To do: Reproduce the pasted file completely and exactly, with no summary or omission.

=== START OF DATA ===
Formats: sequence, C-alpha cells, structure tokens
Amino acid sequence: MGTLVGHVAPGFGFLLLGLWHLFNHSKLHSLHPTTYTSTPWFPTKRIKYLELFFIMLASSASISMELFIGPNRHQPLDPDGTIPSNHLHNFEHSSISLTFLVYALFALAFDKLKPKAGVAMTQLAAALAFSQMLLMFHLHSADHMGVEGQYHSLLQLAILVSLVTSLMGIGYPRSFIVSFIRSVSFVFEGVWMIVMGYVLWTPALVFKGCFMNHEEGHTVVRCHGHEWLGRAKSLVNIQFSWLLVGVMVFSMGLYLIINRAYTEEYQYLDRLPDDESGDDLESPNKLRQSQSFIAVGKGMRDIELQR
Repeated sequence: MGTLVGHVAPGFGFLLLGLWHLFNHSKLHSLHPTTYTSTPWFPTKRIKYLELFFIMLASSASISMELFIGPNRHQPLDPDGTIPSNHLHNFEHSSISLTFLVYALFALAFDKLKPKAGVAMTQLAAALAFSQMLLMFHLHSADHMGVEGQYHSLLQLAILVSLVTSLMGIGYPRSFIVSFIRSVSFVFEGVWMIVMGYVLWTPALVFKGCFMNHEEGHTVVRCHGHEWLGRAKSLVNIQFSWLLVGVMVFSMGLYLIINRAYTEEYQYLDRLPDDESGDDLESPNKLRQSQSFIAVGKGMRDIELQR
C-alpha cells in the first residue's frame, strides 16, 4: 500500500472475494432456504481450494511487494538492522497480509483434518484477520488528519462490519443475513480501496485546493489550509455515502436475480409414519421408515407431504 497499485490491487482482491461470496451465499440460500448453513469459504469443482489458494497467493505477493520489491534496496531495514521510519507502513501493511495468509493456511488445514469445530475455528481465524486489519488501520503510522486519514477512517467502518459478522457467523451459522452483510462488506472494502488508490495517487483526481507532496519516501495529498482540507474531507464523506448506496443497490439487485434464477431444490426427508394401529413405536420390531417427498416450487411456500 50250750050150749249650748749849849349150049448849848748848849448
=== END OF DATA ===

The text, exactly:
Formats: sequence, C-alpha cells, structure tokens
Amino acid sequence: MGTLVGHVAPGFGFLLLGLWHLFNHSKLHSLHPTTYTSTPWFPTKRIKYLELFFIMLASSASISMELFIGPNRHQPLDPDGTIPSNHLHNFEHSSISLTFLVYALFALAFDKLKPKAGVAMTQLAAALAFSQMLLMFHLHSADHMGVEGQYHSLLQLAILVSLVTSLMGIGYPRSFIVSFIRSVSFVFEGVWMIVMGYVLWTPALVFKGCFMNHEEGHTVVRCHGHEWLGRAKSLVNIQFSWLLVGVMVFSMGLYLIINRAYTEEYQYLDRLPDDESGDDLESPNKLRQSQSFIAVGKGMRDIELQR
Repeated sequence: MGTLVGHVAPGFGFLLLGLWHLFNHSKLHSLHPTTYTSTPWFPTKRIKYLELFFIMLASSASISMELFIGPNRHQPLDPDGTIPSNHLHNFEHSSISLTFLVYALFALAFDKLKPKAGVAMTQLAAALAFSQMLLMFHLHSADHMGVEGQYHSLLQLAILVSLVTSLMGIGYPRSFIVSFIRSVSFVFEGVWMIVMGYVLWTPALVFKGCFMNHEEGHTVVRCHGHEWLGRAKSLVNIQFSWLLVGVMVFSMGLYLIINRAYTEEYQYLDRLPDDESGDDLESPNKLRQSQSFIAVGKGMRDIELQR
C-alpha cells in the first residue's frame, strides 16, 4: 500500500472475494432456504481450494511487494538492522497480509483434518484477520488528519462490519443475513480501496485546493489550509455515502436475480409414519421408515407431504 497499485490491487482482491461470496451465499440460500448453513469459504469443482489458494497467493505477493520489491534496496531495514521510519507502513501493511495468509493456511488445514469445530475455528481465524486489519488501520503510522486519514477512517467502518459478522457467523451459522452483510462488506472494502488508490495517487483526481507532496519516501495529498482540507474531507464523506448506496443497490439487485434464477431444490426427508394401529413405536420390531417427498416450487411456500 50250750050150749249650748749849849349150049448849848748848849448